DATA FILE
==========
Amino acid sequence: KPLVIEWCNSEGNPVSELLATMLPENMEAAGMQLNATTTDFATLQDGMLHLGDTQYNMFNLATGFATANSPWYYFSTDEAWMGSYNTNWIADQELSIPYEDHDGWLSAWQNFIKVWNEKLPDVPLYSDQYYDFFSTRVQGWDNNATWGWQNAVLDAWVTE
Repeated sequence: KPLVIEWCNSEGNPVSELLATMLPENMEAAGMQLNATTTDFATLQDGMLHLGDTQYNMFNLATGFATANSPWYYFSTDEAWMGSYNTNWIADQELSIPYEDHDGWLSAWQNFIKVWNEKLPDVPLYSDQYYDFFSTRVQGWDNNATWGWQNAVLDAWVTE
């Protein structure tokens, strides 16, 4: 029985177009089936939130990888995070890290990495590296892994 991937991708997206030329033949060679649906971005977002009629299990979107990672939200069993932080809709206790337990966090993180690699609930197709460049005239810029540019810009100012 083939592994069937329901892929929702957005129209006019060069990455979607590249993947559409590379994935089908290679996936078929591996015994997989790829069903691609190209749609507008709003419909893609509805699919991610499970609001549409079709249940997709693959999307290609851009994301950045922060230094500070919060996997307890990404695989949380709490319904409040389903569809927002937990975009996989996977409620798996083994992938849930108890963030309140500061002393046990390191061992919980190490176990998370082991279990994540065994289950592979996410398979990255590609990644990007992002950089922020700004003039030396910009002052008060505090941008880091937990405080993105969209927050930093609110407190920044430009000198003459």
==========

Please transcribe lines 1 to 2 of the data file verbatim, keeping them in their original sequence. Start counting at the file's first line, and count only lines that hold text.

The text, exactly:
Amino acid sequence: KPLVIEWCNSEGNPVSELLATMLPENMEAAGMQLNATTTDFATLQDGMLHLGDTQYNMFNLATGFATANSPWYYFSTDEAWMGSYNTNWIADQELSIPYEDHDGWLSAWQNFIKVWNEKLPDVPLYSDQYYDFFSTRVQGWDNNATWGWQNAVLDAWVTE
Repeated sequence: KPLVIEWCNSEGNPVSELLATMLPENMEAAGMQLNATTTDFATLQDGMLHLGDTQYNMFNLATGFATANSPWYYFSTDEAWMGSYNTNWIADQELSIPYEDHDGWLSAWQNFIKVWNEKLPDVPLYSDQYYDFFSTRVQGWDNNATWGWQNAVLDAWVTE